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Hawaiian Hawk
Buteo solitarius

Status: Near Threatened

Population Trend: Stable.

Other Names: Hawaiian Buzzard, I'o.

Buteo solitarius
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Distribution: Oceanian. Endemic to Hawai'i (Island of Hawai'i; vagrants on Oahu, Kauai, and Maui).

Subspecies: Monotypic.

Taxonomy: Molecular genetics studies indicate that this insular species forms a clade with B. galapagoensis, B. swainsoni, and B. brachyurus (Fleischer and McIntosh 2001, Riesing et al. 2003).

Movements: Irruptive or local migrant, with juveniles dispersing from breeding areas (Bildstein 2006).

Habitat and Habits: Griffin (1985) and Hall et al. (1997) found this species in a wide variety of native and exotic habitats. Klavitter (200) noted that the highest densities of Hawaiian Hawks occur in areas of mature native forest with large portions of human-created edge habitat and extensive areas with alien grasses.

Food and Feeding Behavior: Griffin (1985) reported that the Hawaiian Hawk utlizes a wide variety of introduced and native prey items, including 13 species of birds, five species of mammals, and one insect species. Composition of the diet varies between the sexes and between different habitat types.

Breeding: The following details are taken from Griffin (1985): Eggs are laid from March to June, but pairs do not attempt breeding in some years. Nests are bulky structures made of sticks and placed in a wide bariety of trees. Both sexes participate in nest building and incubation, but only the female broods the young, with the male providing most of the food at nests through the first four weeks of the nesting period. Griffin (opc it.) found only a single egg in 30 nests, despite earlier reports of clutch sizes of two or three eggs. The egg is pale bluish- or greenish-white when laid. The incubation period is about 38 days, and the nesting period lasts from 59 to 63 days. Adults delivered prey to juveniles for 25-37 weeks after fledging.

Conservation: The population is considered to be stable (Hall et al. 1997, Klavitter 2000). Former declines were caused mainly by shooting and other forms of direct persecution, and this species may also have suffered from diseases, including avian pox. Klavitter (op cit.) recommended that the species could be downlisted and acknowledged that it might be completely delisted. Considered to be Near Threatened by BirdLife International.

Population Estimates: Griffin (1985) estimated the population in 1983 at 1,400 to 2,500 birds, based on the optimistic assumption that density of the species was the same throughout the island as in his study area. He later revised his estimate to 900 breeding pairs and a total population of 2,700 individuals (Griffin 1989). Based on a point count survey in 1993, Morrison et al. (1994) and Hall et al. (1997) placed the population at 1,600 individuals, including 560 breeding pairs. Klavitter (2000) estimated the total population at 1,457 (SE = 176.3) individuals, based on surveys conducted in 1998 and 1999, and also calculated the total population in 1993 at 1,017 individuals.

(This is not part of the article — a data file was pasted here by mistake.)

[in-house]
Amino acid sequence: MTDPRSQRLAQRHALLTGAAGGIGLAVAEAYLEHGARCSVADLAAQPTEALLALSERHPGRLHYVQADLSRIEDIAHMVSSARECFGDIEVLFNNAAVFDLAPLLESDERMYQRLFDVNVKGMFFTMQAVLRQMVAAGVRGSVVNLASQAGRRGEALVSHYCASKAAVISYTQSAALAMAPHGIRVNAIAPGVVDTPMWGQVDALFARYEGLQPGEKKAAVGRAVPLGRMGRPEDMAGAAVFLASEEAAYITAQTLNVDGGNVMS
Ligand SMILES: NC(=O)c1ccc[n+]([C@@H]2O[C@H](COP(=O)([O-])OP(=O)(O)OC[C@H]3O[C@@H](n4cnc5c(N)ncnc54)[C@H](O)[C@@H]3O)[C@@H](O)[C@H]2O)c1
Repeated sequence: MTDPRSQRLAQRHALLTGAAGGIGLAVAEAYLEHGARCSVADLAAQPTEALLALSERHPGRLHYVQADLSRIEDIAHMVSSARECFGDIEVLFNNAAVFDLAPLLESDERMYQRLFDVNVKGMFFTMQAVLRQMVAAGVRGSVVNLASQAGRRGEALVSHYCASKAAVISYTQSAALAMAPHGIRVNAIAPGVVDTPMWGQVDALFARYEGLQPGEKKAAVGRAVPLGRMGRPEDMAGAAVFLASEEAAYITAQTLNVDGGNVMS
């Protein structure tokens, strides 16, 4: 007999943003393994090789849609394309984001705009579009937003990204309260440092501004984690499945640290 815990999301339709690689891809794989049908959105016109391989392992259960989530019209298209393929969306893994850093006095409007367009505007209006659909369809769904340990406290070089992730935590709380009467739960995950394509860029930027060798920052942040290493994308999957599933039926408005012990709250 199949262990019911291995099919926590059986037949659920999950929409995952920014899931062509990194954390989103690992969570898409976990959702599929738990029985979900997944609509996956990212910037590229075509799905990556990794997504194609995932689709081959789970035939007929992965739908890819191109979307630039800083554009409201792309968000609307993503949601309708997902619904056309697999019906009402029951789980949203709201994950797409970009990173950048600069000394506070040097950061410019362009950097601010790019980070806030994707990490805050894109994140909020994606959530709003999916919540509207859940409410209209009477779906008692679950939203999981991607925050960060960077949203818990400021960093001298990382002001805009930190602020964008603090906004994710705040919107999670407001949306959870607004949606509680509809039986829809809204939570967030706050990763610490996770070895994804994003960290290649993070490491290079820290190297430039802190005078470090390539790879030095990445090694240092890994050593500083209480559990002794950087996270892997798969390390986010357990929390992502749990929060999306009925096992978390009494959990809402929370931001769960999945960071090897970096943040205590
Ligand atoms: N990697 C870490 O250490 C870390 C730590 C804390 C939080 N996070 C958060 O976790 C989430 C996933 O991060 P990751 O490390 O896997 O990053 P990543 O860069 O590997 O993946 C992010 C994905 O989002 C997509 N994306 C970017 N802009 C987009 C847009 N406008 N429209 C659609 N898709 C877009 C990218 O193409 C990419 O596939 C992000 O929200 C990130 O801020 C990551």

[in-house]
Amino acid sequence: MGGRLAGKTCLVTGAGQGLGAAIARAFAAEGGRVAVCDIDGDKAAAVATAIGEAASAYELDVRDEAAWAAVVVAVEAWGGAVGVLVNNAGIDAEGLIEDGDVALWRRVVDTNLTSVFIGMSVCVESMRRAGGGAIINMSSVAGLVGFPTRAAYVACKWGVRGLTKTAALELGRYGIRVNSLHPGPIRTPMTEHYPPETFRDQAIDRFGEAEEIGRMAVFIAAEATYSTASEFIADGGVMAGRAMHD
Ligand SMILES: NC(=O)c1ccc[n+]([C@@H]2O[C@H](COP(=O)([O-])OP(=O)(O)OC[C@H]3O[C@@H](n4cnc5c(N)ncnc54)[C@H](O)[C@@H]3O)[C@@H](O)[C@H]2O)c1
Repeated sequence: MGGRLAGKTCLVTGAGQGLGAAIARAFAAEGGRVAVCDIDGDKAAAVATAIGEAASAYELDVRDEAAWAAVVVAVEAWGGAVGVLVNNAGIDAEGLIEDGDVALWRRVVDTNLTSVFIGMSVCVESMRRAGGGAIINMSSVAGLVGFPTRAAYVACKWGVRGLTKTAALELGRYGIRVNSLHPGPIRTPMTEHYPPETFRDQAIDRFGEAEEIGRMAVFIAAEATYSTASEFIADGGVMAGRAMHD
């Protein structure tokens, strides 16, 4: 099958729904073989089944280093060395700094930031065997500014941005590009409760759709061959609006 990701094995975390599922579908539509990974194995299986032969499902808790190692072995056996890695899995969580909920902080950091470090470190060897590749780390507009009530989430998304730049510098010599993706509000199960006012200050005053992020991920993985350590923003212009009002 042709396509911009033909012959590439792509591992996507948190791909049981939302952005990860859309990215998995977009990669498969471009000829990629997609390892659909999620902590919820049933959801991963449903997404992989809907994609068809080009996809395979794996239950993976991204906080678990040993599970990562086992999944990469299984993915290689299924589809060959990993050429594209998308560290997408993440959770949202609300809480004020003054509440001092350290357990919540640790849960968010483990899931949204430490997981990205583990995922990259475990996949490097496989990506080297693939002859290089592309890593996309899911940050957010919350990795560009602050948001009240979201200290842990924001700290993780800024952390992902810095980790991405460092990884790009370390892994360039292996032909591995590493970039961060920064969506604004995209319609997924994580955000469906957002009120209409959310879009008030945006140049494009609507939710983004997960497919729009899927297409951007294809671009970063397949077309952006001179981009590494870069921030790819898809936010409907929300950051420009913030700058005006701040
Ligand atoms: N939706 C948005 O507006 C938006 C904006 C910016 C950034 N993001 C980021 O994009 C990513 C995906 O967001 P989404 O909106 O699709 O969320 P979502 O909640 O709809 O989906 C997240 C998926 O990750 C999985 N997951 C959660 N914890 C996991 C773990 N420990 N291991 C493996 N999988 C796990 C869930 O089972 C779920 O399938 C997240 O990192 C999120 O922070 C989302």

Important References: 
Baskett, T.E., and C.R. Griffin. 1981. Biology of the endangered Hawaiian
  Hawk; ecology, life history and environmental pollution problems. U.S. Fish
  and Wildlife Service, Washington, D.C. 220 pp.
Clarkson, K., and L. Laniawe. 2000. Hawaiian Hawk (Buteo solitarius). Pp.
  1-16 in A. Poole and F. Gills (eds.), The Birds of North
  America no. 523. The Birds of North America, Inc., Philadelphia, PA.
Fleischer, R.C., and C.E. McIntosh. 2001. Molecular systematics and
  biogeography of Hawaiaan avifauna. Studies in Avian Biology 22:51-60.
Griffin, C.R. 1985. Biology of the Hawaiian Hawk (Buteo solitarius). Ph.D.
  dissertation, University of Missouri, Columbia, MO.
Griffin, C.R. 1989. Raptors in the Hawaiian Islands. Pp. 155-160 in B.
  Giron Pendleton, C.E. Ruibal, D.L. Krahe, K. Steenhof, M.N. Kochert, and
  M.N. LeFranc, Jr.(eds.), Proceedings of the Western Raptor Management
  Symposium and Workshop. National Wildlife Federation, Washington, D.C.
Griffin, C.R., P.W. Paton, and T.S. Baskett. 1998. Breeding ecology and
  behavior of the Hawaiian Hawk. Condor 100:654-662.
Hall, L.S., M.L. Morrison, and P.H. Bloom. 1997. Population status of the
  endangered Hawaiian Hawk. Journal of Raptor Research 31:11-15.
Klavitter, J.L. 2009. The ecology and conservation of Hawaiian raptors.
  Pp. 293-311 in T.K. Pratt, C.T. Atkinson, P. Banko, J.D. Jacobi, and B.L.
  Woodworth (eds.), Conservation biology of Hawaiian forest birds:
  implications for island avifauna. Yale University Press, New Haven, CT.
Klavitter, J.L., J.M. Marzluff, and M.S. Vekasy. 2003. Abundance and
  demography of the Hawaiian Hawk: is delisting warranted? Journal of Wildlife
  Management 67:165-176.
Olson, S.L., and H.F. James. 1997. Prehistoric status and distribution of
  the Hawaiian Hawk (Buteo solitarius), with the first fossil record from
  Kauai. Bishop Museum Occasional Papers 48:65-69.
U.S. Fish and Wildlife Service. 1984. Hawaiian Hawk recovery plan. U.S.
  Fish and Wildlife Service, Portland, OR.
White, C.M. 1994. Hawaiian Hawk. P. 184 in del Hoyo, J., A. Elliott, and
  J. Sargatal (eds). Handbook of birds of the world. Vol. 2. New World
  vultures to guineafowl. Lynx Edicions, Barcelona, Spain.

Sites of Interest:
Hawaiian Hawk photos.

Last modified: 11/8/2012

Recommended Citation: Global Raptor Information Network. 2020. Species account: Hawaiian Hawk Buteo solitarius. Downloaded from http://www.globalraptors.org on 26 May. 2020

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